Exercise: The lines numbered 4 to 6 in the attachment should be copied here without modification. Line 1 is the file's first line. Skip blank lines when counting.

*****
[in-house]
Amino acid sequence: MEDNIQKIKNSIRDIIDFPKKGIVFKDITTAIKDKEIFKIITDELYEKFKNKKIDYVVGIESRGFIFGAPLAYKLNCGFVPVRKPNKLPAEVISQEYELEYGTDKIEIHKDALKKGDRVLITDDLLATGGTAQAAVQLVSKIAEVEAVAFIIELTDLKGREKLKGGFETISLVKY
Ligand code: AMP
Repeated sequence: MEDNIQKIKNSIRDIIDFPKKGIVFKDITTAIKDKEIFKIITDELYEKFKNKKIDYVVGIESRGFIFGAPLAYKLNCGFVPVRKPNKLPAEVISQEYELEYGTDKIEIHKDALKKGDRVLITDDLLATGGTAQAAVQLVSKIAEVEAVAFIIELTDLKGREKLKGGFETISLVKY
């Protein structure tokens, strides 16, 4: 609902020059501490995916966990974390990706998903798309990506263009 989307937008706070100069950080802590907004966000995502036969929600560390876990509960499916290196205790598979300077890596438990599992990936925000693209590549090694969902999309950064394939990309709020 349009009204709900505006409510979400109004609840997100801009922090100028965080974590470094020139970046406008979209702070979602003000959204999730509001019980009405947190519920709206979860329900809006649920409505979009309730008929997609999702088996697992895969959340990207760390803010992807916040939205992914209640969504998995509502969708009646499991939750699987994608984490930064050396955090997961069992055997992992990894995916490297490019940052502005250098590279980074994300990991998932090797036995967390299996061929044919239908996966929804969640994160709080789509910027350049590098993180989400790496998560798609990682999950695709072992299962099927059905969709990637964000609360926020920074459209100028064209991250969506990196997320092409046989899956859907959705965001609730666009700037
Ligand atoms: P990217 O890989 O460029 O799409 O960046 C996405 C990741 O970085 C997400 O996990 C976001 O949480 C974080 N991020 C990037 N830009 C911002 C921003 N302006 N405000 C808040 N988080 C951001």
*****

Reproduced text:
Repeated sequence: MEDNIQKIKNSIRDIIDFPKKGIVFKDITTAIKDKEIFKIITDELYEKFKNKKIDYVVGIESRGFIFGAPLAYKLNCGFVPVRKPNKLPAEVISQEYELEYGTDKIEIHKDALKKGDRVLITDDLLATGGTAQAAVQLVSKIAEVEAVAFIIELTDLKGREKLKGGFETISLVKY
């Protein structure tokens, strides 16, 4: 609902020059501490995916966990974390990706998903798309990506263009 989307937008706070100069950080802590907004966000995502036969929600560390876990509960499916290196205790598979300077890596438990599992990936925000693209590549090694969902999309950064394939990309709020 349009009204709900505006409510979400109004609840997100801009922090100028965080974590470094020139970046406008979209702070979602003000959204999730509001019980009405947190519920709206979860329900809006649920409505979009309730008929997609999702088996697992895969959340990207760390803010992807916040939205992914209640969504998995509502969708009646499991939750699987994608984490930064050396955090997961069992055997992992990894995916490297490019940052502005250098590279980074994300990991998932090797036995967390299996061929044919239908996966929804969640994160709080789509910027350049590098993180989400790496998560798609990682999950695709072992299962099927059905969709990637964000609360926020920074459209100028064209991250969506990196997320092409046989899956859907959705965001609730666009700037
Ligand atoms: P990217 O890989 O460029 O799409 O960046 C996405 C990741 O970085 C997400 O996990 C976001 O949480 C974080 N991020 C990037 N830009 C911002 C921003 N302006 N405000 C808040 N988080 C951001």